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PP28 Exploring the Associations between Diabetes and Site-Specific cancer Mortality: Evidence from the Health Survey for England and Scottish Health Survey linked to Mortality Data
  1. VLZ Gordon-Dseagu,
  2. N Shelton,
  3. J Mindell
  1. Department of Epidemiology and Public Health, University College London (UCL), London, UK

Abstract

Background The associations between diabetes and mortality from a number of causes, such as cardiovascular and renal disease, are clearly understood. Concurrently, there is a growing body of evidence demonstrating an increase in cancer mortality among those with diabetes, although there is heterogeneity regarding the strength of the association and uncertainty around confounding by overweight/obesity. Around 2.9 million individuals in the UK are currently living with diabetes; this figure is expected to increase to 5 million by 2025, caused by rising rates of obesity and population ageing. The high prevalence of diabetes means that even a small increased risk of cancer mortality could equate to a large number of deaths among the diabetic population. This large cohort study utilised data from the Health Survey for England and the Scottish Health Survey, linked to mortality data, to explore overall and site-specific cancer mortality.

Methods Nationally-representative, cross-sectional data from the Health Survey for England (HSE: 1994-2008) and Scottish Health Survey (SHeS: 1995, 1998 and 2003) linked with mortality records up to the first quarter of 2011 and 2008 respectively. Odds ratios (OR) and 95% confidence intervals (CI) adjusted for age-group, sex and smoking status and additionally for BMI category were estimated for all and site-specific cancer mortality using logistic and multinomial logistic regression respectively. To allow for a consideration of the time sequence of any association between the two diseases, individuals with cancer at baseline were excluded from the analyses.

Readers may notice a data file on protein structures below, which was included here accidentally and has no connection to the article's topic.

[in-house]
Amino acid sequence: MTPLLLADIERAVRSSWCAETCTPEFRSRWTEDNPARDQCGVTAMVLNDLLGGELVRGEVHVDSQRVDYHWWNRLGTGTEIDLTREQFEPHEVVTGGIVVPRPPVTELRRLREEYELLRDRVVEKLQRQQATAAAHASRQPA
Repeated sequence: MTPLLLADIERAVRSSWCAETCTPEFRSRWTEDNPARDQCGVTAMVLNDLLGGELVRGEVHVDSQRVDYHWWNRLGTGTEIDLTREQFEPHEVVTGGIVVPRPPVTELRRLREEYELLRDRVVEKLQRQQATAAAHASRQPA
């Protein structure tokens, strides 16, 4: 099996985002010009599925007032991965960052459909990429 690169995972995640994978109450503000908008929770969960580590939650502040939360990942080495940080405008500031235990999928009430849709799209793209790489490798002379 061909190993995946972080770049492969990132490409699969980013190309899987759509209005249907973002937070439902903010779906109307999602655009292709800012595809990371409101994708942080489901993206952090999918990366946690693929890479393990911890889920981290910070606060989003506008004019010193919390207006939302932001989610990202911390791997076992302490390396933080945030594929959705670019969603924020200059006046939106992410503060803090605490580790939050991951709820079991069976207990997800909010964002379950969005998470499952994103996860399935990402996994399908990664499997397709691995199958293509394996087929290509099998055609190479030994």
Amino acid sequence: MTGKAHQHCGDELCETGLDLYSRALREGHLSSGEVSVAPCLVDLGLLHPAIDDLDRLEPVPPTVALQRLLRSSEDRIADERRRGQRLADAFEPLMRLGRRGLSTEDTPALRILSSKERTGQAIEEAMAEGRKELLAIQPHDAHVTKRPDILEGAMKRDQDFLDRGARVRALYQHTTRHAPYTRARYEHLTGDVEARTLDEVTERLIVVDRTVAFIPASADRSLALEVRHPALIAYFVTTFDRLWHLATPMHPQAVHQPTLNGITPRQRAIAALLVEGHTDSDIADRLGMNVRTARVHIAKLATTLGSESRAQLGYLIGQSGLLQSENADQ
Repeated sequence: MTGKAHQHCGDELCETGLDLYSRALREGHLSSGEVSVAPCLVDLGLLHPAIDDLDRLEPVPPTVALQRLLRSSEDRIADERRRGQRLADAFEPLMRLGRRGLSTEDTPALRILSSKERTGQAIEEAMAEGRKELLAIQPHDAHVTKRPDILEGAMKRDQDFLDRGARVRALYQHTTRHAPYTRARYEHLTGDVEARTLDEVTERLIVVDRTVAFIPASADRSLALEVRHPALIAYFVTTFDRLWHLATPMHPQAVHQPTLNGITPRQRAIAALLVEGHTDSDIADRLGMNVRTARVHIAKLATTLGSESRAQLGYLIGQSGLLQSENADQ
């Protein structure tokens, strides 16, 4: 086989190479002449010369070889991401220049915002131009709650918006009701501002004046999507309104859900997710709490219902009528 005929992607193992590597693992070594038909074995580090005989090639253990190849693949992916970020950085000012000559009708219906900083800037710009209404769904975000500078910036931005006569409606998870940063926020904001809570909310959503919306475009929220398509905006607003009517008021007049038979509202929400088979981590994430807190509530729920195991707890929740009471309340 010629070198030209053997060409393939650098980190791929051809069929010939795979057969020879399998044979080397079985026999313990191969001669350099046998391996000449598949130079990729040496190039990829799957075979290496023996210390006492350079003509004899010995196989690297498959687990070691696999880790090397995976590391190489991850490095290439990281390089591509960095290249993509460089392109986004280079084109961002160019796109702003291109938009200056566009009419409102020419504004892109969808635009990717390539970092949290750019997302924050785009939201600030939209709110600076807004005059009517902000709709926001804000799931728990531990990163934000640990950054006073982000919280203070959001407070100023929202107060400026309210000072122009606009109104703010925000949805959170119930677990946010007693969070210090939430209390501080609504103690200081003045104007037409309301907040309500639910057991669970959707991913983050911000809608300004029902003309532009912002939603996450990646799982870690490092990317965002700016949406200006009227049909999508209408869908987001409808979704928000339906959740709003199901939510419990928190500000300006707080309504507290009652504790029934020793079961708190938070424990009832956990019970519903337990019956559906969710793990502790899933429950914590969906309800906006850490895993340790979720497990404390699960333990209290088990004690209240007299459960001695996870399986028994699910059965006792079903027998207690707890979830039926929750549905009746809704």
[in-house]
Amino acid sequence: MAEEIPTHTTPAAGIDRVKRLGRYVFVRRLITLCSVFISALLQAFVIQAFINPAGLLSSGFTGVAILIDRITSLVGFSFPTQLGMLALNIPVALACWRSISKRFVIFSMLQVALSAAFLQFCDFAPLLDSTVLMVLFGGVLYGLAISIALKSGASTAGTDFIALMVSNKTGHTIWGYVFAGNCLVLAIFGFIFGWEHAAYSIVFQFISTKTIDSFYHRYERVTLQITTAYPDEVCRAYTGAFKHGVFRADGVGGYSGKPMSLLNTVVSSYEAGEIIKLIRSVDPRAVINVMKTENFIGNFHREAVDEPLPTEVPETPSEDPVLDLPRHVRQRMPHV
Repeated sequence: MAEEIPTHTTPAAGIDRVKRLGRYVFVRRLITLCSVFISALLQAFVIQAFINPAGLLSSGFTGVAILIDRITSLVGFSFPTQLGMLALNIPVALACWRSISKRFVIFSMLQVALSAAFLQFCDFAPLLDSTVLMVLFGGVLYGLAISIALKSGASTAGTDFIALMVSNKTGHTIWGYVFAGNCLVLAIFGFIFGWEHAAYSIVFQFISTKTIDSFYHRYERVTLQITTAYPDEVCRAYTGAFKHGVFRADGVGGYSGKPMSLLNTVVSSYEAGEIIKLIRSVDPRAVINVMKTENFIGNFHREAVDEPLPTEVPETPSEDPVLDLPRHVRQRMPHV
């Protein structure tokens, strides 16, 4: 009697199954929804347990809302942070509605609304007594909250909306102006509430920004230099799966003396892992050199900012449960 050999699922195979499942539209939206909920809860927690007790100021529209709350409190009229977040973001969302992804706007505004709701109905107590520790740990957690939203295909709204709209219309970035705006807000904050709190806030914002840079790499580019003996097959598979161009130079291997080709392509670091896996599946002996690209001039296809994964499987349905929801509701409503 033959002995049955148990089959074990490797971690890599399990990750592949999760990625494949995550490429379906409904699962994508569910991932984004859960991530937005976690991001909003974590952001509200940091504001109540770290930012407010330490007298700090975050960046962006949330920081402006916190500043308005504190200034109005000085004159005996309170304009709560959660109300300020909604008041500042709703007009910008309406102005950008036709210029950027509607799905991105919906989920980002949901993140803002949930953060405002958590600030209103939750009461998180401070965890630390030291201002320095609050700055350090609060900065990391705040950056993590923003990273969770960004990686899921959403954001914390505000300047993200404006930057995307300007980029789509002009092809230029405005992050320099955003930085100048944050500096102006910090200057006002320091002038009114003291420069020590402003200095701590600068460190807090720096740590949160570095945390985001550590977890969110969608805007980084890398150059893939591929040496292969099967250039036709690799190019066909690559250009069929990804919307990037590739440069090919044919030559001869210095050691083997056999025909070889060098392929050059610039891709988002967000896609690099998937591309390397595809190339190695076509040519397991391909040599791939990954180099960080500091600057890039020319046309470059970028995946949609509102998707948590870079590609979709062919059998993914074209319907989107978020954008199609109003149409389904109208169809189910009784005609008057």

Results The study sample included 204,537 participants (6,258 with diabetes) and 5,562 cancer deaths. After adjustment for age, sex and smoking status, those with diabetes were at greater risk of dying from cancer compared with those without diabetes (OR 1.16 [1.02, 1.31]). This increase remained after adjustment also included BMI (1.19, 1.04-1.36). For site-specific cancer mortality, there were statistically significant increases for pancreatic (1.77 [1.16, 2.72], breast (1.62 [1.02, 2.65]) and lung (1.34 [1.05, 1.72]) cancer when adjustment included age, sex, smoking and BMI; as well as point estimate increased risk for cancers of the colorectum, bladder, stomach, lymphoid and haematopoietic, kidney and oesophagus.

Conclusion The high and rising prevalence of diabetes is of public health concern. Those with diabetes have increased overall cancer mortality and site-specific cancers of the pancreas, breast and lung, unaffected by measurements of overweight/obesity. Although some cases of pancreatic cancer may be reverse causality, health services for people with diabetes need to be aware of the increased cancer mortality found among this cohort.

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